This is the first post I’ll be writing on Music Industry Problems– there are a good handful of them that keep me up at night, and although I’m secretly working on solutions to almost all of them, it’s important to open up a discussion about these things.
Today’s post is one that I’m obviously very involved in figuring out, as it focuses on record labels. Labels can’t seem to find a business model or a way to profit that serves both fans and artists. Almost anything they attempt either doesn’t make them money, is restrictive upon artists, or isn’t what the fans want. Let’s go through a number of solutions that labels have tried in the past 10 years or so to make money, and break down what’s wrong with each.
Selling albums the good old-fashioned way
Who loses? Potentially everybody.
Depending on who’s trying to sell the albums, usually at least 2 out of the 3 parties involved are going to suffer. Major labels can make a little bit (relative to their size) of money selling albums, but their insane contracts that reduce the artist’s royalties with every paragraph make it a virtually no-gain situation for artists. Most fans also just aren’t crazy about buying albums, no matter who’s selling them- sure, they may buy singles, they may stream the album, but buying the full thing just isn’t what mainstream consumers do. It’s not the solution they want, so fans lose with this model. Smaller indie labels, although they don’t need as many sales to stay afloat, may have trouble making money selling albums. Their agreements with artists are usually much more beneficial to the artist, meaning that the artists will see a higher % of profits, but when there’s not a lot of money to be split up in the first place, still nobody’s winning. Overall, this model can only be synergistic for small labels that are fair to artists, and have that tiny niche of music lovers that still like buying albums. Otherwise, somebody is losing.
Streaming services like Spotify or Rdio
Who loses? Mostly the labels, also artists.
Streaming services are GREAT for consumers. The only real issue is that of curation, but for now fans seem very content having almost the entire world’s library of recorded music on their phones for $9.99/month. Who loses here though? The labels- they may see a bit of money from Spotify streams and the like, but it’s miniscule (and yes, I mean miniscule). It’s good promotion for releases, and great promotion for artists who can still profit off of live show ticket sales, but the labels aren’t making money and the artists aren’t making money from their album either. The reason Spotify still thrives in the music industry is because the Major Labels own it (percentages of it), and as soon as Spotify goes public they’ll make a boatload of cash (and surprise- the artists won’t see any of that). Although it completely fails as a sole model for the industry, it’s certainly not a bad solution when placed into a bigger picture, and for that reason any label I’m ever involved with will always put their releases on Spotify.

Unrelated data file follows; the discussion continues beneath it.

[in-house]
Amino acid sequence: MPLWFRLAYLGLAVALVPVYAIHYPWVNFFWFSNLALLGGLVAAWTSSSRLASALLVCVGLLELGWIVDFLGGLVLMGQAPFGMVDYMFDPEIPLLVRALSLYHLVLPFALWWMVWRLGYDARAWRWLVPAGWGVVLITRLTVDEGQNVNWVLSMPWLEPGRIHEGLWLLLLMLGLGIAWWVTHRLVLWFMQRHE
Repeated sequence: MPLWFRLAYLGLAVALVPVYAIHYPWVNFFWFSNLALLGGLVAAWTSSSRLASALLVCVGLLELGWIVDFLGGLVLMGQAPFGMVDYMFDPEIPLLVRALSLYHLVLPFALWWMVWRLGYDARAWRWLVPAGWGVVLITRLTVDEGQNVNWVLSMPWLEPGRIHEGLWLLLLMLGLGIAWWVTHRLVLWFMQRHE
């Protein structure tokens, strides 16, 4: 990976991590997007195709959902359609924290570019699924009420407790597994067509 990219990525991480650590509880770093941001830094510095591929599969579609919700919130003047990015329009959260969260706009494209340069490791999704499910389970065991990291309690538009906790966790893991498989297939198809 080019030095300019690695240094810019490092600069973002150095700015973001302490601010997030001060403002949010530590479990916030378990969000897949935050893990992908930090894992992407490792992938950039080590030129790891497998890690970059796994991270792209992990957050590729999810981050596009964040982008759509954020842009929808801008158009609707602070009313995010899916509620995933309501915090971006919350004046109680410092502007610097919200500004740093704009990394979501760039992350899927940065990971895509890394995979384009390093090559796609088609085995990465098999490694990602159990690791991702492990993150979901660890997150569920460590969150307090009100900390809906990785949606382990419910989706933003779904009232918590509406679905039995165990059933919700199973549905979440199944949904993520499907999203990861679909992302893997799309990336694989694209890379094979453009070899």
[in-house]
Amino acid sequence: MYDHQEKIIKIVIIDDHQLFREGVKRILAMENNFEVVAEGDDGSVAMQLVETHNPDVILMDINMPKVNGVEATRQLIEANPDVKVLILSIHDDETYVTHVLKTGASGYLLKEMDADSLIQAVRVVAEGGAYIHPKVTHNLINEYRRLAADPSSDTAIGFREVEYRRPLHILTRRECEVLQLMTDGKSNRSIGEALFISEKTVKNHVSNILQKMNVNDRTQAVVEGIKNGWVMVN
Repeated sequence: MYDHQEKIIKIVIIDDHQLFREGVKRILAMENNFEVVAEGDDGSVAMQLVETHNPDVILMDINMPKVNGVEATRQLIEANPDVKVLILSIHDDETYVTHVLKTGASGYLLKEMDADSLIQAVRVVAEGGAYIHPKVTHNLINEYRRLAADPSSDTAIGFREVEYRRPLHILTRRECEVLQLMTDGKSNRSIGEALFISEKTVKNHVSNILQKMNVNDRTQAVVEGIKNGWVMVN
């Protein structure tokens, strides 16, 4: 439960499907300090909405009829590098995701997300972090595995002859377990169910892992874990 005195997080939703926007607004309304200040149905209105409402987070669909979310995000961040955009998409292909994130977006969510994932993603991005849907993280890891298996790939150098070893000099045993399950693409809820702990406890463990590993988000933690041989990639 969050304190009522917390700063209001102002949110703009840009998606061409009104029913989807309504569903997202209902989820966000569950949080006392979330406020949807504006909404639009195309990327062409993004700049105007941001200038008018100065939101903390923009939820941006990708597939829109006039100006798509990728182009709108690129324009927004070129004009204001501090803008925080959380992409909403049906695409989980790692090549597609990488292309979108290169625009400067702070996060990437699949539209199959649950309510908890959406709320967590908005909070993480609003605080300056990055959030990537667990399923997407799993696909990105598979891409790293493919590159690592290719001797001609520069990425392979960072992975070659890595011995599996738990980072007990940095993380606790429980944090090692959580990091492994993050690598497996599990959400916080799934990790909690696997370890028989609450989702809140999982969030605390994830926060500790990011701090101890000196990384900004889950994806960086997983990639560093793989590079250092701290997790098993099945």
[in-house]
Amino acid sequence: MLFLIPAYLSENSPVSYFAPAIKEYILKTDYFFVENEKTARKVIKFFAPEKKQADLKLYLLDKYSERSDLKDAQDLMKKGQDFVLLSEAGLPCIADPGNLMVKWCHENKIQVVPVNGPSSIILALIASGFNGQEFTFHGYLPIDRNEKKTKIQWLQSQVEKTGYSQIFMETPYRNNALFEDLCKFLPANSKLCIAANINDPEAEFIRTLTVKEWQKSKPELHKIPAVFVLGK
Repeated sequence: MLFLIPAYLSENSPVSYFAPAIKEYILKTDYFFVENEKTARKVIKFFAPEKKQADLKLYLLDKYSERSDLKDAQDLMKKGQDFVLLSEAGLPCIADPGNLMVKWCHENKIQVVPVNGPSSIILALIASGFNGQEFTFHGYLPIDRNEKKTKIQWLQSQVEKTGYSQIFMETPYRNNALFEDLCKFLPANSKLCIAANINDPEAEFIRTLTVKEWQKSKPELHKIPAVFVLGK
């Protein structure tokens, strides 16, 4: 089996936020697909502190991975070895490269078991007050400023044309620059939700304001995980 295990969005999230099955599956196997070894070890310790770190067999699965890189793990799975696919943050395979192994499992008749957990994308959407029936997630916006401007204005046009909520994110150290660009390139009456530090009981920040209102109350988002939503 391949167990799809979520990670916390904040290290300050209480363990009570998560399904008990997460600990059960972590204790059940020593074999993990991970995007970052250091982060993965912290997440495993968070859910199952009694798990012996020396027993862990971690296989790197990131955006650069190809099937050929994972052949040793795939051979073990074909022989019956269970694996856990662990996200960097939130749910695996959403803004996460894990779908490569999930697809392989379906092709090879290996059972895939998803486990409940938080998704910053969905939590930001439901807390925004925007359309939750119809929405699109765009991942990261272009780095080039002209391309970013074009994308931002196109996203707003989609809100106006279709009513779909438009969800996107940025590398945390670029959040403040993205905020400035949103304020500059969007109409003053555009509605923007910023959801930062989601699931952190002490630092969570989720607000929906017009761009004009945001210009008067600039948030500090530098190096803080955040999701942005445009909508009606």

Fighting online piracy with lawsuits or anti-internet legislature
Who loses? The fans. And anybody who uses the internet.
I shouldn’t even have to talk much to explain the sheer ridiculousness of this practice. Suing college students who pirated music for 6 or even 7 figures is just anti-progress in every way. Last time I checked most industries seek to serve their customers, not bankrupt them. And speaking of bankruptcy, it’s unlikely that the RIAA/labels will ever see the majority of lawsuit winnings. The fans lose, hands down, and the labels (and sometimes by association, the artists) look like total assholes clueless about running a business. And please, let’s stop it with the legislative bs too (SOPA, PIPA, you name it)- when every tech company out there (making billions more than you are, major labels) says this it’s a terrible idea that will ruin the internet, I’d listen to them. They’re right.
Signing artists to 360 deals that take publishing, merchandising, acting, endorsement rights
Who loses? The artist.
This is one that the fan is almost never aware of, so I’ll leave them out of the equation. And let’s even give labels the benefit of the doubt here- if they can’t make money off of recorded music any more, but they still plan on doing a lot to promote and further an artist, it makes sense that they’ll want publishing and merchandising to be a part of the equation. But when these deals get overly restrictive, very exclusive, and start to include everything and the kitchen sink (acting income? endorsement rights?), it becomes a big loss for the artist. They’re bound to an agreement where literally anything they make money on goes back to the label and is split up according to the screwed up accounting laws of the major label world. (Full disclosure: HEY WTF deals involve publishing and merchandising, but are mostly non-exclusive and the royalty splits are always a straight 50/50 of net profits).
There are some other business models out there, and some I just don’t have the time to discuss in this post, and others are secret projects of mine so I don’t want to give away too much, but hopefully this gives you a little insight into the incredible challenge of creating business models that serve all three parties: labels, artists, and fans.
What do you think? Do you want to see more of these Music Industry Problems posts? Let me know, because I have a lot of other problems I could write about.